Vermont’s current Environmental Justice Bill, S.148, can help move us towards that healing path. The bill proposes to create an environmental justice advisory council that will represent and propose solutions that address the needs of those most vulnerable to climate change. The bill will also define environmental justice populations, require the State to ensure no segment of the population bears a disproportionate share of environmental burdens, and set a goal of investing at least 55% of environmental, renewable energy, climate mitigation, transportation, and climate resilience funding in designated environmental justice populations.
Moving Forward with Justice in Mind
But environmental justice is more than facts and statistics. Justice is inherently about social values and questioning why power is unevenly distributed. Recognizing the way communities function, how they have experienced erasure of their ways of life are also key elements of justice. And participation and inclusion are key to ensure true democracy. The ultimate form of environmental justice must consider this essence of humanity, supporting our historically burdened communities in a way that creates solidarity, healing, care, and belonging.
We need a law that captures these nuances as we face an insecure future threatened by climate change. Vermont’s Environmental Justice bill gives us the unique opportunity for the State to commit to meaningful solutions through engagement and partnership with our most impacted communities. And to center that work in values that minimize harms and enable people and wildlife to thrive. Working in solidarity with environmental justice populations and communities at highest climate risk, we can bolster resilience and lessen the most egregious and devastating effects stemming from climate change.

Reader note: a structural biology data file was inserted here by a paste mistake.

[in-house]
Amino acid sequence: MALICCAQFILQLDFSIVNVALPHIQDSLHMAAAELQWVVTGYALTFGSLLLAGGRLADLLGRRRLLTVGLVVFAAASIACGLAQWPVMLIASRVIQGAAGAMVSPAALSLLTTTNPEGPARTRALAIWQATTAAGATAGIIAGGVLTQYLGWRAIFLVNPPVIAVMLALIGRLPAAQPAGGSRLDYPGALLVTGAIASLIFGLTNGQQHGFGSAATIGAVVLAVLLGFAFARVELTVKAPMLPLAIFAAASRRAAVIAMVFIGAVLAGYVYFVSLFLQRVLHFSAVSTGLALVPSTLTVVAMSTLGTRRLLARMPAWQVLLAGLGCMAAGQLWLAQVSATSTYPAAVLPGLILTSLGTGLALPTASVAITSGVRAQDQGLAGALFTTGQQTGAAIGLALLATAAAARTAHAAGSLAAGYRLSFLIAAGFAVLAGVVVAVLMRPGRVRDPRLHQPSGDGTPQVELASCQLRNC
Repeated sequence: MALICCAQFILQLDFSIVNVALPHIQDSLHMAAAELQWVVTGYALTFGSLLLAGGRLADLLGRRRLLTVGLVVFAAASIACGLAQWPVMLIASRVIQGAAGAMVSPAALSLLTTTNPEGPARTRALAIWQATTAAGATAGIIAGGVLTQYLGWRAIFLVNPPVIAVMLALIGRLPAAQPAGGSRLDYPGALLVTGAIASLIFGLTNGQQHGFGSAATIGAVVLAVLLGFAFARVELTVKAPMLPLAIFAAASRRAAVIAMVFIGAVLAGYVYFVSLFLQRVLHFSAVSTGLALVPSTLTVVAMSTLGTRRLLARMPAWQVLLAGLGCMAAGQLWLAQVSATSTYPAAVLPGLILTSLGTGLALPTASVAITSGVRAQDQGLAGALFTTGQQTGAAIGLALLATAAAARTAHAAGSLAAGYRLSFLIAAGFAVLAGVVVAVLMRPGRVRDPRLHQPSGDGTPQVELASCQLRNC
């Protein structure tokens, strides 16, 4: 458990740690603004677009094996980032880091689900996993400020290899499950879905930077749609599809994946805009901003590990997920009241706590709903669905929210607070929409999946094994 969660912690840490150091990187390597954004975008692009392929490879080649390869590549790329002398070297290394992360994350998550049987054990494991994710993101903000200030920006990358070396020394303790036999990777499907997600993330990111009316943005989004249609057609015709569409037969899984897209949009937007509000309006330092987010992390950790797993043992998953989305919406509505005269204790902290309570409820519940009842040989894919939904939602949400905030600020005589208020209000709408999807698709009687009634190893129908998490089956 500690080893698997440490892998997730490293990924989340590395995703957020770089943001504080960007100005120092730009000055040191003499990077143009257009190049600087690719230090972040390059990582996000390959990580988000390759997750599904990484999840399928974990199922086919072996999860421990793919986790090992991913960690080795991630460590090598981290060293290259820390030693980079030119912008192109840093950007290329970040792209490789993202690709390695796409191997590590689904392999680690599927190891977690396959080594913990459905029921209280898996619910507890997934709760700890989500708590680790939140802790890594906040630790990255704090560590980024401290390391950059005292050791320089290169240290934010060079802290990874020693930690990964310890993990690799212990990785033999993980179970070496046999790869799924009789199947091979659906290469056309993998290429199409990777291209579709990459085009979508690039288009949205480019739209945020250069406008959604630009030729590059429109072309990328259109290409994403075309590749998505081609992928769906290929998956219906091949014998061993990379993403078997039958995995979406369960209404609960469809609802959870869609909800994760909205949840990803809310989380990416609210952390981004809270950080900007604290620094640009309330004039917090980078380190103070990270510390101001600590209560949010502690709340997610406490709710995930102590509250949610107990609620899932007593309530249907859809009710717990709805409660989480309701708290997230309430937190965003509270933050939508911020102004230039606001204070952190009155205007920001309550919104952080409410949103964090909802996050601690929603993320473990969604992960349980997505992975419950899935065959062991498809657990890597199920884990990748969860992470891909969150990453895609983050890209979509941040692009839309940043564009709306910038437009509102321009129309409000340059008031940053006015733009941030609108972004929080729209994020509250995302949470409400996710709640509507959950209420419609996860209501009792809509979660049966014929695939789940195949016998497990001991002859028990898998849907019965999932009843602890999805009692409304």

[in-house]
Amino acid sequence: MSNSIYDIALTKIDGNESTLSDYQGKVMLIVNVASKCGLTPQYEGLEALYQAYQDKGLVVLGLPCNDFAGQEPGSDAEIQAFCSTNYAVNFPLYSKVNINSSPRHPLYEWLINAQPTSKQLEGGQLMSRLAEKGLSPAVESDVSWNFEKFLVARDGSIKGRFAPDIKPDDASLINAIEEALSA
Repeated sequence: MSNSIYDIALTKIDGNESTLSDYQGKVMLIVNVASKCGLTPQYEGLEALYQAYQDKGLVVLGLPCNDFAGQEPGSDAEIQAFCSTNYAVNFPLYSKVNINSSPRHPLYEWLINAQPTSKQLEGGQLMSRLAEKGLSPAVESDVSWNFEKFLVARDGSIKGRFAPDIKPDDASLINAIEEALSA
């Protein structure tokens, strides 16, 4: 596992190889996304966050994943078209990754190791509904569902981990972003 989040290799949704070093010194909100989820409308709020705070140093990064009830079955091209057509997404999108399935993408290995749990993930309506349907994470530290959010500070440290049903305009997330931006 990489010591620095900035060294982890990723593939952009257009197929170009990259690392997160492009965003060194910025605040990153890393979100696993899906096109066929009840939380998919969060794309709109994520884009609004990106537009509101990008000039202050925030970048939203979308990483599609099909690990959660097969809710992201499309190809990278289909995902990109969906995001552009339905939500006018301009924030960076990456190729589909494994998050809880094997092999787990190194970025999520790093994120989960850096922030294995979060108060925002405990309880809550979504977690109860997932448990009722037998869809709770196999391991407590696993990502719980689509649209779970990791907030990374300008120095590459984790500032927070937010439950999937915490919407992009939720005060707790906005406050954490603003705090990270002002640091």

As we face the climate crisis head on, we must put justice at the forefront of our minds and actions. This Environmental Justice Bill is one step in the right direction. It is past time to carry out the transformative work of building a just and sustainable future for Vermont.
Before you go… CLF is working every day to create real, systemic change for New England’s environment. And we can’t solve these big problems without people like you. Will you be a part of this movement by considering a contribution today? If everyone reading our blog gave just $10, we’d have enough money to fund our legal teams for the next year.